The US president signalled to Israel that he expects ‘a significant de-escalation’ on Wednesday before a ceasefire.
United States Senator and former Democratic presidential candidate Bernie Sanders has introduced a resolution to block a $735m arms sale to Israel amid the close US ally’s continuing bombardment of the Gaza Strip.
Sanders introduced the legislation on Thursday, in hopes of blocking the sale of Joint Direct Attack Munitions and Small Diameter Bombs.
It comes a day after Democrats in the House of Representatives introduced similar legislation after being notified of the sale on May 5.
“At a moment when US-made bombs are devastating Gaza, and killing women and children, we cannot simply let another huge arms sale go through without even a congressional debate,” Sanders said on Twitter.
At a moment when U.S.-made bombs are devastating Gaza, and killing women and children, we cannot simply let another huge arms sale go through without even a Congressional debate. https://t.co/nLoDFmLGr1
— Bernie Sanders (@SenSanders) May 20, 2021
“I believe that the United States must help lead the way to a peaceful and prosperous future for both Israelis and Palestinians. We need to take a hard look at whether the sale of these weapons is actually helping do that, or whether it is simply fueling conflict.”
The resolution would need a simple majority to pass in both chambers of Congress before reaching the desk of President Joe Biden, who could then veto the resolution. It would then need a two-thirds majority in both chambers to pass – an all but insurmountable threshold.
Support for Israel remains strong among US legislators, although a group of progressives have increasingly called for a more critical approach to the ally, to which the US provides about $3.8bn in virtually unconditional aid every year.
A growing number of more moderate Democrats and some Republicans have also joined calls for a ceasefire amid the continuing escalation, in which Israeli strikes have killed 230 Palestinians, including 65 children, in Gaza since May 10.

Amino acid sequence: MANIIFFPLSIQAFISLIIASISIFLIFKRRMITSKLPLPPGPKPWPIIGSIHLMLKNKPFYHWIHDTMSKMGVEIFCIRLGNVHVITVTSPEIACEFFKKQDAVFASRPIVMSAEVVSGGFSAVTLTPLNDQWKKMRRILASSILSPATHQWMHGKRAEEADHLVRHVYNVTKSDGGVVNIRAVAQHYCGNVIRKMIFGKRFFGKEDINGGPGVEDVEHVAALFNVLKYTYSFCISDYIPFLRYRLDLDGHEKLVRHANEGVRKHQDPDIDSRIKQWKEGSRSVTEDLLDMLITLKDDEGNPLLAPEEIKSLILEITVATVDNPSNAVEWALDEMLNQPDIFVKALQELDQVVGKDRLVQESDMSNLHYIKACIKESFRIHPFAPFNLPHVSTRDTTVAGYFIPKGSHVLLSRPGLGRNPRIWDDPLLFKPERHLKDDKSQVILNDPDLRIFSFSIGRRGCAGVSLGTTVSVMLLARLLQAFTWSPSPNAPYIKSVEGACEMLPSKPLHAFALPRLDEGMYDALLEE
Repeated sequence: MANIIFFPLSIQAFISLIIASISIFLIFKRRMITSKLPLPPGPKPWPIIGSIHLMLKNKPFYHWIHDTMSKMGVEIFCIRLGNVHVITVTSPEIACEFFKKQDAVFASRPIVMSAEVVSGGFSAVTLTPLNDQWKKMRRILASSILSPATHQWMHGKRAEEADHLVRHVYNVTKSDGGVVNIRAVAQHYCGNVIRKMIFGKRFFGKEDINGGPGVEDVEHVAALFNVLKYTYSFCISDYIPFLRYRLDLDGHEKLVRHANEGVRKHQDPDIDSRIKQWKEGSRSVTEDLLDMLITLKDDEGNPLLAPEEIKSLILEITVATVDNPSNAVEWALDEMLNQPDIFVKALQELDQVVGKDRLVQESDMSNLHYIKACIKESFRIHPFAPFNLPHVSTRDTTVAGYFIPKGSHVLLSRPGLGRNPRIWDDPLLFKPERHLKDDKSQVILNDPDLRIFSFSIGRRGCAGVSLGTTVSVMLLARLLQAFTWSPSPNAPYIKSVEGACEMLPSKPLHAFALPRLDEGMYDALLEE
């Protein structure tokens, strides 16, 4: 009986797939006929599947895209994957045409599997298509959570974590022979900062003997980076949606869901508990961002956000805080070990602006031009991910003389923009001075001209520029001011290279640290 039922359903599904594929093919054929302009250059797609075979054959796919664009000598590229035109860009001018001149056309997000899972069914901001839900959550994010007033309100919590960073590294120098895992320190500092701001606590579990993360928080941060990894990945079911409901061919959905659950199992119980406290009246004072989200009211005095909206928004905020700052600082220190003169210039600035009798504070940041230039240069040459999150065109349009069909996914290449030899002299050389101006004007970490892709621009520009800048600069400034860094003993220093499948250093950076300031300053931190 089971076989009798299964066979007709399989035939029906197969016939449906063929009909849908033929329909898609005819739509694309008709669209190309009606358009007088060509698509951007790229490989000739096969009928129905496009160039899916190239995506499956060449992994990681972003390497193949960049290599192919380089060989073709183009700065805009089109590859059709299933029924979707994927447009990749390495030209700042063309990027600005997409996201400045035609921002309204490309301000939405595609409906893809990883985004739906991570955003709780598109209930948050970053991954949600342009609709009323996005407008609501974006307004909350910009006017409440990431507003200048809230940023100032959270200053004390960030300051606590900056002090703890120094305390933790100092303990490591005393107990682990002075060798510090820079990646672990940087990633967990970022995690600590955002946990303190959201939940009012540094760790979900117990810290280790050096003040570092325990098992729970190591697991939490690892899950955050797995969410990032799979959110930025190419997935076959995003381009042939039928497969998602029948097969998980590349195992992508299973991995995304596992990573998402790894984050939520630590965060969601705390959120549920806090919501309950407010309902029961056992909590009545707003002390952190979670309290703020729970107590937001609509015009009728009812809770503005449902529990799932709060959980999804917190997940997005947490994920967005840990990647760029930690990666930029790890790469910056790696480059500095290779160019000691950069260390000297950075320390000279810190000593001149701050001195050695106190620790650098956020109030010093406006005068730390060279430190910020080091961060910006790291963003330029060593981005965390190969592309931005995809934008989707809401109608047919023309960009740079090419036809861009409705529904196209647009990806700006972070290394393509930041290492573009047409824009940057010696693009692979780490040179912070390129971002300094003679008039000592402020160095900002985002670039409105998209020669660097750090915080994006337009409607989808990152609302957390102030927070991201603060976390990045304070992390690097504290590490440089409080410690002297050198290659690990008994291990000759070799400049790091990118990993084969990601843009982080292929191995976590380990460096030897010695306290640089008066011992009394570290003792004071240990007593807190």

Twelve Israelis, including two children, have also been killed by rockets fired by armed groups in Gaza.
After days of silence, Biden voiced his support for a ceasefire on Monday in a call with Benjamin Netanyahu.
On Wednesday, Biden made his firmest statement to Netanyahu since the escalation began, telling him that he expected “a significant de-escalation today on the path to a ceasefire”.
Still, the Israeli leader after the call said he was “determined” to continue bombarding Gaza until Israel’s “aim is met”.
The US, meanwhile, has repeatedly blocked a United Nations Security Council joint statement calling for a ceasefire, with US envoy to the UN Linda Thomas-Greenfield saying the US does “not judge that a public pronouncement right now will help de-escalate”.
Once considered sacrosanct, US arms sales and military support to Israel have increasingly been publicly questioned by some legislators.
After introducing legislation to stop the most recent arms sale in the House, progressive representative Alexandria Ocasio-Cortez tweeted that the “US should not be rubber-stamping weapons sales to the Israeli government as they deploy our resources to target international media outlets, schools, hospitals, humanitarian missions and civilian sites for bombing.
“We have a responsibility to protect human rights,” she said.